There’s no right way to become an entrepreneur. Some people have a passion they pursue even if it might kill them, others have an idea, sit down and draw up a blueprint, create a business plan, find investment, create a company.
Many more people fall in to starting up a business; they get frustrated with corporate life and set up on their own, have a lightning-bolt moment that opens their eyes and changes their life, have a sideline that starts to snowball, or do something they quite enjoy and before you know it there they are, running a business.
As an entrepreneur we can assume you have an idea you believe in. Unfortunately having belief in something does not mean you naturally have confidence in putting it (and therefore yourself) out there.
Fear not, Judith Quin, founder of Your Whole Voice, multi-award winning vocal confidence specialist, international public speaker, author and member of The Association of Transformational Leaders of Europe, is here to share why confidence is important, and more importantly how to find some.
The Oxford Dictionary definition of confidence is: “self-assurance arising from an appreciation of one’s own abilities or qualities.” In reality, most people focus on worrying about attributes that others have previously picked holes in or attacked, what might go wrong, or how they might be negatively judged.
Even the most confident people have times when they wobble. Why? Because the human brain is hard-wired to protect us by looking out for what might be dangerous. In a social context this is anything where we are afraid that we stand out, don’t measure up, or are different to ‘the tribe’. For an entrepreneur it is vital that you stand out, and to the subconscious brain this means having to overcome the ‘danger’ of being different. One of the challenges with confidence is that it is both subjective and situational.
- Confidence is subjective: there are some things that you are supremely confident at but someone else isn’t. You might think coming up with new designs is easy but the idea makes your accountant crumble.
- Confidence is situational: there are some situations you are happy to speak about your business and others where you fall apart (often when the stakes increase, usually either financially or socially.) For example, you could have a presentation about the excellence of your business that you deliver and always get clients, but as soon as you think of putting that in front of investors (financially & socially ‘more important’) you might go weak at the knees.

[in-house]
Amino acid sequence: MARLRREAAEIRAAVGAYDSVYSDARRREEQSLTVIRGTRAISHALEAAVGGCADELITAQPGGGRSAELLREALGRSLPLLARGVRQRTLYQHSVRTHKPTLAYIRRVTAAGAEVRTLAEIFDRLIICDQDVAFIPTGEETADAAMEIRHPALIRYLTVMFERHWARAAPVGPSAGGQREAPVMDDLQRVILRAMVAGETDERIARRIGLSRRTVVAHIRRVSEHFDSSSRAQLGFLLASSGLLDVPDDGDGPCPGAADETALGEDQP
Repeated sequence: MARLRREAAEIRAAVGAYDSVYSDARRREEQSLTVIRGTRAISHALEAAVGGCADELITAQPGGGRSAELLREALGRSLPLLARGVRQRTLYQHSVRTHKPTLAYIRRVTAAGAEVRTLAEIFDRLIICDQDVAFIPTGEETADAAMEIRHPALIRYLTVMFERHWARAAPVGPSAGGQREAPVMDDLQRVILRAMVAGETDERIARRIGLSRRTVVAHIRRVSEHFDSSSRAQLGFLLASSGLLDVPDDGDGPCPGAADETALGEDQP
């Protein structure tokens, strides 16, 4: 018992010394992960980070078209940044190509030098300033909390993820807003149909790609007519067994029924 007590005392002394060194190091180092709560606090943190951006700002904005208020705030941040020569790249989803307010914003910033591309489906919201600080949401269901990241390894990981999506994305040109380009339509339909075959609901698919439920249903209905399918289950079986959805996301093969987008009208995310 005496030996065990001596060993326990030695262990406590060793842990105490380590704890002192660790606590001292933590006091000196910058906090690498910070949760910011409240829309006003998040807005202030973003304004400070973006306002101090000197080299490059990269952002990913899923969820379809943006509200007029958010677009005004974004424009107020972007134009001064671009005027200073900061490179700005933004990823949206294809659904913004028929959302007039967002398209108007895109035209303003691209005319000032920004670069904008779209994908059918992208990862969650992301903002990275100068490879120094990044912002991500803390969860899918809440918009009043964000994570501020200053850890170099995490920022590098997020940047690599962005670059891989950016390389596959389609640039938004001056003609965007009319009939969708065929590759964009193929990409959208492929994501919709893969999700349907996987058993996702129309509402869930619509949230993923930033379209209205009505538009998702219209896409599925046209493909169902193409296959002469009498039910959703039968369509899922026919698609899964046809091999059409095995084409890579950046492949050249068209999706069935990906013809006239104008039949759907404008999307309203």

- You might be confident speaking one-to-one but not to a group, or love the anonymity of a large room and hate one-to-one. The truth is that as an entrepreneur, you need to create a level of comfort in all situations, so that people can say ‘Yes’ to you, and so that you can say ‘No’ to those who aren’t right for you.
- You don’t have to be fully 100% confident in and of yourself to be successful – however your potential clients, customers, or investors have to have confidence in you. How do you give them that confidence?
Here are some top tips:
Let go of wanting everyone to like or agree with you.
You don’t have to ‘fit in’ your need to stand out! You don’t like or agree with everyone you’ve ever met or seen speak, so why should everyone like or agree with you?
Remember what you’re good at
Your qualities and abilities make you attractive, focus on them.
Be confident in the results you offer
Trust your testimonials. If you can’t find confidence in yourself, have confidence in how your product or services benefit your customers or clients, because that is what people want to see and hear.
Have a ‘higher purpose’
Connect to the passion behind your purpose, something you care about more than what you worry those you’re in front of might think or judge about you.
Clarity is key
You don’t have to be perfect, but you do have to be clear. Clarity of thought creates clarity of words, clarity of intention creates clarity of tone, clarity of request creates clear action; and you want your audience to take action!